POEM: Fear & the Snowflake [Day 24 NaPoMo: Confessional]

Reading about Audie Murphy vaccinated me with perspective.

Maybe you heard of him as a star of silver screen cowboy cinema.

He also received the Medal of Honor for single-handedly taking on a unit of Nazis from atop a burning tank after sending his men to the concealment of a forest.

But he was also known for stage fright and intense shyness. Once, asked to give a speech, he said he’d rather storm a Nazi machinegun position, and he should know.

That seems like a strange mix of fearlessness and fearfulness, but isn’t everyone’s?

I’m less afraid of giving a speech than I am of having to mingle with strangers at a cocktail party.

I’m less afraid of being punched in the face than I am of misspeaking. (Sadly, I have enough experience with both to say as much.)

I’m less afraid of dying than I am of being so incapacitated that I don’t have the option to wheel, crawl, or hobble my failing body off a cliff.

I’ve been found fearless by people mortified by hand-standing  or petting a strange dog.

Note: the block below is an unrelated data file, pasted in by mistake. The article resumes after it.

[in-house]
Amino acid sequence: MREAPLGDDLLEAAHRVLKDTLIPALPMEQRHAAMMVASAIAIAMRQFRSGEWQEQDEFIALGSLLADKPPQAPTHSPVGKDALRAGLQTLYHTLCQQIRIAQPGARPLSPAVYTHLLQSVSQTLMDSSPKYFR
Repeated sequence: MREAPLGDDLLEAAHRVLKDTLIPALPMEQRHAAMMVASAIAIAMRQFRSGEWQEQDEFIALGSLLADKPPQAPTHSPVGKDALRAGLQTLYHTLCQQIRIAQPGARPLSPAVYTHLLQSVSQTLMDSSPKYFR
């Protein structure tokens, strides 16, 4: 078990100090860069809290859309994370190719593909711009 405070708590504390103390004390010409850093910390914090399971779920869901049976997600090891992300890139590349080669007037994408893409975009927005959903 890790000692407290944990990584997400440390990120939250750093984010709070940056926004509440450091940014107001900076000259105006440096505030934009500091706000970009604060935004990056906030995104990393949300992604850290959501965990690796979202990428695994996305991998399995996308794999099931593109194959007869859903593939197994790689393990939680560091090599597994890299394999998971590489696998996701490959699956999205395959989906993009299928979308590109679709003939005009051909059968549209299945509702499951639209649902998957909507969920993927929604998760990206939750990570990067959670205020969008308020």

I’ve been considered cowardly by masters of cocktail party mingling.

And they are both correct.

And they are both so wrong.

2 thoughts on “POEM: Fear & the Snowflake [Day 24 NaPoMo: Confessional]

    • It’s not the ideal word in this instance— meaning-wise. It does exist (in people with limbic system damage / lesions) but it doesn’t match the common conception. i.e. It’s not a state of courageousness, but a combination of indecisiveness (because our emotions mostly exist for decision making when there is not time or information to reason out an answer) and a (usually lethal) level of risk taking that is outside the bounds of even courageous people. (To clarify, by that I mean that courageous people will take the risk for a good reason, but these truly fearless people take risks for minimal benefits.) There’s my rambling answer to you (presumably rhetorical) question.

      Liked by 2 people

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